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Impetuous and sometimes uncontrollable progress in all spheres of science, the growth of population around the world, ecological problems, wars, and many other crises modern humanity faces nowadays raises a question about whether Earth will remain capable of being home for us as a species in the nearest future. There are measures taken to soften, slow down, or even negate the effects human civilization causes to our planet, but some of the problems seem to be unsolvable.

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One of them is population growth. People can discover new energy sources, learn how to grow food from nothing, or invent thousands of new appliances to improve the efficiency of everything, but it is not a fully effective way to stop the global population from growing. For a long time, the solution was to expand the territory on which this population is living. However, it is not enough; measures such as constructing artificial islands, terraforming, or innings, are relatively effective, but unfortunately they cannot impact the situation with overpopulation on a global scale. Besides, some of these solutions affect the environment in destructive ways.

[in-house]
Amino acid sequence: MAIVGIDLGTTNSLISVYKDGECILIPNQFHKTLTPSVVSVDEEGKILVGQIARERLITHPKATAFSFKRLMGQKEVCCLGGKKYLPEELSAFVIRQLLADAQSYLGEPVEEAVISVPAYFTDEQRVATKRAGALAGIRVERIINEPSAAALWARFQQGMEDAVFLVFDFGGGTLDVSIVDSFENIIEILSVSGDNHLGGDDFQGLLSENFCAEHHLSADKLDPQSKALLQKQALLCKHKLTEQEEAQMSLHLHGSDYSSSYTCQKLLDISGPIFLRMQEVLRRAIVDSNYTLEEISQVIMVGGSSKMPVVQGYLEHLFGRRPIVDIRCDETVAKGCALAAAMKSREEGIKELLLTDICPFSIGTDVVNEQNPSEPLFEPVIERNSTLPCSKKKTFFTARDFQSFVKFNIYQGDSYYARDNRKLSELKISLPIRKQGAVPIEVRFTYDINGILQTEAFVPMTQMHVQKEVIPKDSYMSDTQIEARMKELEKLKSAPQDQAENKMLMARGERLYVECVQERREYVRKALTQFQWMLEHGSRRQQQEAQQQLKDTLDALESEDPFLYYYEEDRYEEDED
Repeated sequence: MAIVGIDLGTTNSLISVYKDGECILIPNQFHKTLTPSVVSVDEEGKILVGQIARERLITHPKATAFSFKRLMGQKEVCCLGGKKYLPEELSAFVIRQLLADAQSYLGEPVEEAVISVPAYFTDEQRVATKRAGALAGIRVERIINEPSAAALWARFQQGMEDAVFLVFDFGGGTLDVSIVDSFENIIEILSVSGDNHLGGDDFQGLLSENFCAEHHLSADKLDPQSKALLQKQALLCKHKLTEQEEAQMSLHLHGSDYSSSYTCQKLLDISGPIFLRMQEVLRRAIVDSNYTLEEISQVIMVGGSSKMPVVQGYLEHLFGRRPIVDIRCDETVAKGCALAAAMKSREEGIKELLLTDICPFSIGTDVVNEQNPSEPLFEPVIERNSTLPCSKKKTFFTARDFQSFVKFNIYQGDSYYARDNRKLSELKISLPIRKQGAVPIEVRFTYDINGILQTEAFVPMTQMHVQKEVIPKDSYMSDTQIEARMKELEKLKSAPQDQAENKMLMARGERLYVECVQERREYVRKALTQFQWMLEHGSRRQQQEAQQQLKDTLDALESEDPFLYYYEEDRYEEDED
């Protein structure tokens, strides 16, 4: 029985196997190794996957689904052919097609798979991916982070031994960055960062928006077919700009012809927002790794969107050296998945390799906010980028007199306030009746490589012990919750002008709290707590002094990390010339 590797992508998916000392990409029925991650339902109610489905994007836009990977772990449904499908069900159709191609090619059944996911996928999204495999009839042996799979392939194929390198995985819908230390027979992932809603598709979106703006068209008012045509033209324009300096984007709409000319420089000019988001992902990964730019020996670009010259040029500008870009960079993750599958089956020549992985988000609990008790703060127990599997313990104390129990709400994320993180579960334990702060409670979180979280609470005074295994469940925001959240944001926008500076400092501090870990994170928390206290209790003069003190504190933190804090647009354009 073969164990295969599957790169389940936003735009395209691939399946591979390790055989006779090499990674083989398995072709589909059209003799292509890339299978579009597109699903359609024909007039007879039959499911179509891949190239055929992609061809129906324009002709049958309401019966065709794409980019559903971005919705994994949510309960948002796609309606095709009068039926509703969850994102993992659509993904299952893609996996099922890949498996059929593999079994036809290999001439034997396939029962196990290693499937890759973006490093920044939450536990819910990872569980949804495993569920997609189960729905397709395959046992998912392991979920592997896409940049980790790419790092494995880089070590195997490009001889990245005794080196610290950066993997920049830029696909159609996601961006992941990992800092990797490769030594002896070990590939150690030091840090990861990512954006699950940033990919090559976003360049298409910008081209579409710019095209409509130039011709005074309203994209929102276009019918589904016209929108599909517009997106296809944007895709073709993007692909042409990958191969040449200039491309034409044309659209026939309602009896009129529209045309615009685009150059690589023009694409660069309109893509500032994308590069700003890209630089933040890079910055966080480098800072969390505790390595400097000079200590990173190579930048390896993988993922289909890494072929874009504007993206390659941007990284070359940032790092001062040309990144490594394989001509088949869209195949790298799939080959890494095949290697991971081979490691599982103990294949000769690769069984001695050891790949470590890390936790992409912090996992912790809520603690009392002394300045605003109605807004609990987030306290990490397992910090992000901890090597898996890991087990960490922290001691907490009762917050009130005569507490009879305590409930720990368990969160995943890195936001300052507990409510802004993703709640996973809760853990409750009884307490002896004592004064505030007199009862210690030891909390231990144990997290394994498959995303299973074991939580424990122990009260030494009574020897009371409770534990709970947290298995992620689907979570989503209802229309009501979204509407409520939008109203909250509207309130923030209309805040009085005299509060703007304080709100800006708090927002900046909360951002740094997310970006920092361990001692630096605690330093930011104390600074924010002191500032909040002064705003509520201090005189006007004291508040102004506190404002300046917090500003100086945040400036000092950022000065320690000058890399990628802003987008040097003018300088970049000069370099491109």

There is, however, yet another way to deal with overpopulation: an ambitious and daring project, which, in case of its success, can start a new era in humanity’s history: exploring and colonizing distant planets. Space colonization is a controversial, debated, and expensive method, but it is probably the best we have for now, for a number of reasons.

First of all, there is always a danger of a cataclysm that humanity will not be able to predict or defend itself against. Every year, the media publishes messages about “killer asteroids” approaching Earth, but all of them have been missing our planet so far. One day, humanity could be less lucky; be it an asteroid, technological catastrophe, or some kind of ultra-intensive sun flare, one day there could be something we will not be prepared for—like it happened to the dinosaurs more than 60 million years ago. “The dinosaurs died out because they were too stupid to build an adequate spacefaring civilization. So far, the difference between us and them is barely measurable,” says Tihamer Toth-Fejel, a research engineer at the Advanced Information Systems division of defense contractor General Dynamics (Popular Science). Since it is impossible to be prepared for everything, setting off from our planet and travelling to other planets seems to be a more efficient option in terms of preserving human culture, gene pools, and civilization in general from total eradication, in case something goes terribly wrong. As the saying goes, it is better to not keep all eggs in one basket.